From the moment you spot Skyview’s lemon-yellow “motel” sign off the 101 Freeway, Los Alamos strikes you with its juxtaposition of old and new. A walk down Bell Street, the town’s one main drag, can feel like you’re stepping into a scene from “High Noon,” where Gary Cooper struts down the middle of the road and Grace Kelly runs breathlessly through the train depot. And yet these seven blocks are filled with modern-day energy — a patchwork of shops, restaurants and wineries seem to work almost in tandem to bring people experiences they can’t find elsewhere. There’s Full of Life Flatbread, which helped revitalize the Los Alamos restaurant scene in the early 2000s. Bob’s Well Bread, an artisanal bakery-café set in a former 1920s gas station. Pico, a restaurant in the Los Alamos General Store, which has an always-changing, farmer-driven menu. On the retail front, there’s Campover, Bodega and Elder Flat.

Two photos side by side of an old gas pump, left, and a new electric car charger, right.
An old gas pump seen in front of The Maker’s Son restaurant, left, and an electric vehicle charger outside of the Depot bar, right.
(Wesley Lapointe / Los Angeles Times)
A side view of a biker on the road waving at the camera.
A biker waves while traveling through Los Alamos down Bell Street.
(Wesley Lapointe / Los Angeles Times)
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The town is often described as a “hidden gem” by travel influencers, who post snapshots of the quirky street signs (“You are exactly where you are supposed to be” and “Please lock emotional baggage in vehicle”), the bright-orange ‘60s French bicycles that Skyview loans its guests and glasses of wine sipped in front of a backdrop of sunlit olive trees and rosemary. Los Alamos has recently been hailed by writers with descriptors like “California’s new culinary destination to know” (Vogue), “the best-kept secret on California’s Central Coast” (Travel + Leisure) and “California’s hottest micro-destination” (Venue Report).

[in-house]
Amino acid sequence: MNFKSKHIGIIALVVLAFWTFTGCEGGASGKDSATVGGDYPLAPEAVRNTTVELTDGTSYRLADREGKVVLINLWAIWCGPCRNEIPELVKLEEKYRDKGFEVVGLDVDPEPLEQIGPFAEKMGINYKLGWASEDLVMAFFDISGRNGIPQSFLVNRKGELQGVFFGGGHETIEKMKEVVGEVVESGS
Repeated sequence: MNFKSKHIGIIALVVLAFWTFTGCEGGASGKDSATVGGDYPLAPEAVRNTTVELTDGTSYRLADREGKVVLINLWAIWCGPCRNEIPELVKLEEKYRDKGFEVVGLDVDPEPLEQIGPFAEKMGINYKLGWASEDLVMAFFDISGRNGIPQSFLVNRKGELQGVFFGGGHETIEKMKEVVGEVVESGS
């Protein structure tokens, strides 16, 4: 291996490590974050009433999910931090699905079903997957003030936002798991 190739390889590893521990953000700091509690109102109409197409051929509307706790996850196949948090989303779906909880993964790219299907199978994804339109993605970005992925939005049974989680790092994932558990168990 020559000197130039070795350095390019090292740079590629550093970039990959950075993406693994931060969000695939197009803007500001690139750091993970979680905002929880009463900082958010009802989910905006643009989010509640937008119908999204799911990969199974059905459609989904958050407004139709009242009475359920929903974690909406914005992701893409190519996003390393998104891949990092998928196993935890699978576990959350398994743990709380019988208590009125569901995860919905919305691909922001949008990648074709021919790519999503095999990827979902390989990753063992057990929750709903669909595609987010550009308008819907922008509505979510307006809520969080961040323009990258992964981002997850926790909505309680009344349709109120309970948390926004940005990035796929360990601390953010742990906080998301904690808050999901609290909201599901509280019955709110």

Still, it’s Los Alamos’ history and character that makes it what it is, according to those who live and work there. Spend time in Los Alamos and you’ll hear community members talking about protecting their neighborly time together, how they cherish celebrating birthdays and supporting each other‘s businesses.

I asked you to send me stories of your summer travels. To put it bluntly: I was awed by your adventures.